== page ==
The Future of Archaeology


It is the year 5013.


Despite several hundred World Wars, twelve Ice Ages, three robot takeovers, seven alien invasions, and an unfortunate but brief worldwide prohibition on bacon; human beings have survived.


The Earth, along with its sister colony on Venus, is experiencing her 177th recorded Period of Enlightenment – a time of flourishing advances in science, art, philosophy, and, ever since the recent eradication of male pattern baldness, cosmetology.


With interest in ancient history on an upswing, more young scholars have chosen to study Archaeology. One aspiring student, Fizzeq 7.5, is the Principal Investigator of an archeological dig that has captured the world’s attention.


Mr. Fizzeq is leading the data recovery at a site located at Sector 52b, formerly known as the Shady Acres subdivision of Paramus, New Jersey.


Since the Great Ocean receded, evidence of an ancient civilization has been uncovered, dating back to the 21st Century. Although most material remains have eroded, a curious substance known as “plastic” is conspicuously present in the strata, shedding light on the ethnography of this primitive society.


After breaking ground, the archeological team uncovered an assemblage of plastic artifacts indicating that the humans of this century were quite small in stature. A veritable fleet of tiny red cars and several hundred pastel colored houses, along with countless itty-bitty kitchenettes and teensy-weensy tool benches were unearthed – all still bearing the manufacturer’s mark, “Little Tykes” -- clearly indicating that the humanoids of this era were no taller than three feet.


Also, a staggering array of plastic bottles littered the excavation site. Mr. Fizzeq found that every bottle contained traces of H2O, despite proof that there was an abundance of easily accessible fresh water in this area.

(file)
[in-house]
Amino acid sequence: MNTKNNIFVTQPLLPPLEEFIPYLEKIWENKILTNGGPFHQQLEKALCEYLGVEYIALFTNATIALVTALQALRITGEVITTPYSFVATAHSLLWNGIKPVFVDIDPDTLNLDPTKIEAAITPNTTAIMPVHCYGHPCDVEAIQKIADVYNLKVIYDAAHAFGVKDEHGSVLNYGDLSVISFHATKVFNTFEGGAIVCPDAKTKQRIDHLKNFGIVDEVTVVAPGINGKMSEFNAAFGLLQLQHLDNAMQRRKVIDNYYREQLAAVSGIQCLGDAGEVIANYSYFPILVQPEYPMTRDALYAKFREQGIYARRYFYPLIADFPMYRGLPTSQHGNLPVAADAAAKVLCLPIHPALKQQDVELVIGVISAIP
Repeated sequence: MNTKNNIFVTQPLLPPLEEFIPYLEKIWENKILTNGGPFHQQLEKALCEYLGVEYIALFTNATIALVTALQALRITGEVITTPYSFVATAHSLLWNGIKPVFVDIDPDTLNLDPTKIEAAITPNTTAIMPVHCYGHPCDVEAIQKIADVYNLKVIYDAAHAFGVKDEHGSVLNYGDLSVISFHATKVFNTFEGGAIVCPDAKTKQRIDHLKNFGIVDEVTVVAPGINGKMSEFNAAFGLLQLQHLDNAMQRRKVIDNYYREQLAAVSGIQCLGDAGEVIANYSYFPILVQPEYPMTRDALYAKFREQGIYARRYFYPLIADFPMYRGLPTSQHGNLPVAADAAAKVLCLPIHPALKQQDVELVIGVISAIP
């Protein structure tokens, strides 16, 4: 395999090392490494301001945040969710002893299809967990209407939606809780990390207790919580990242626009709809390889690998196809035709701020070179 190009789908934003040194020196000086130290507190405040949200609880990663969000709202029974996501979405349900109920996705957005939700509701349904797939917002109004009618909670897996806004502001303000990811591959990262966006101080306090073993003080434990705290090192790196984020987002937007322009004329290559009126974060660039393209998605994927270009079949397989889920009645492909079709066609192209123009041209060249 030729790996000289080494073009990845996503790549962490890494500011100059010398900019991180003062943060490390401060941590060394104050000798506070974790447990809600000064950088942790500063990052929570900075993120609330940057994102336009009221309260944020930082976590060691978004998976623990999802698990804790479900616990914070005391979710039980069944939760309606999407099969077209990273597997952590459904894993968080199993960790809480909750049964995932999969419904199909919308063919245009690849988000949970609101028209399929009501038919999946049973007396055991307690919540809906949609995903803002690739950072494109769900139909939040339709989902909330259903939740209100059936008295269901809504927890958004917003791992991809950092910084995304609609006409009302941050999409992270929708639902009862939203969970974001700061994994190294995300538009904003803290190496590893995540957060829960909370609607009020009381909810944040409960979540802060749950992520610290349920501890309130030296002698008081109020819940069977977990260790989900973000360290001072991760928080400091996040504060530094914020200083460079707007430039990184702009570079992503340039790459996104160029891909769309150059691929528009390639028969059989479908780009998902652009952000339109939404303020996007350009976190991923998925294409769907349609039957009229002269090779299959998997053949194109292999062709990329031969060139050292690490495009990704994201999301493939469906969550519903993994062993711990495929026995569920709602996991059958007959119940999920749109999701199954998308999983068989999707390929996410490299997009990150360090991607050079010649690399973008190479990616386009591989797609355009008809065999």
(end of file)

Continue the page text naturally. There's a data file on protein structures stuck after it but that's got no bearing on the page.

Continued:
Even more puzzling was the discovery of a veritable plethora of plastic bags, each one tied in a knot, containing petrified canine fecal material, more commonly known as, “doggie doo-doo.” Mr. Fizzeq planned to further research why this tiny ancient culture felt the need to bag up and preserve this naturally prolific substance.


After all, everyone poops.


Other items found in copious amounts: sensible footwear labeled “Crocs,” beverage implements known as K-cups, Ikea furniture, Tupperwear containers, defunct television remotes, and molded plastic lawn furniture.


But the most amazing discovery was found just beneath the excavation’s datum point. Deep in the ancient strata of one of the housepits (a converted split level, incidentally) lay the well-preserved remains of an ancient tool of communication, known as an “iPhone.”


Mr. Fizzeq knew that, by extracting the data from the iPhone, he could effectively reveal a complete chronology of 21st century humans that would blow the top off the archaeological world.


However, exhaustive laboratory testing only disclosed an acronymic language of colloquial terms including “idk,” “lol,” “srsly,” and “vom.”


That, and several dozen downloads bearing the common tag “twerk.”


Despite his disappointment, Mr. Fizzeq went on to successfully finish his doctoral thesis, aptly entitled, “An archeological analysis of 21st Century culture: The Dimly-Lit Ages.”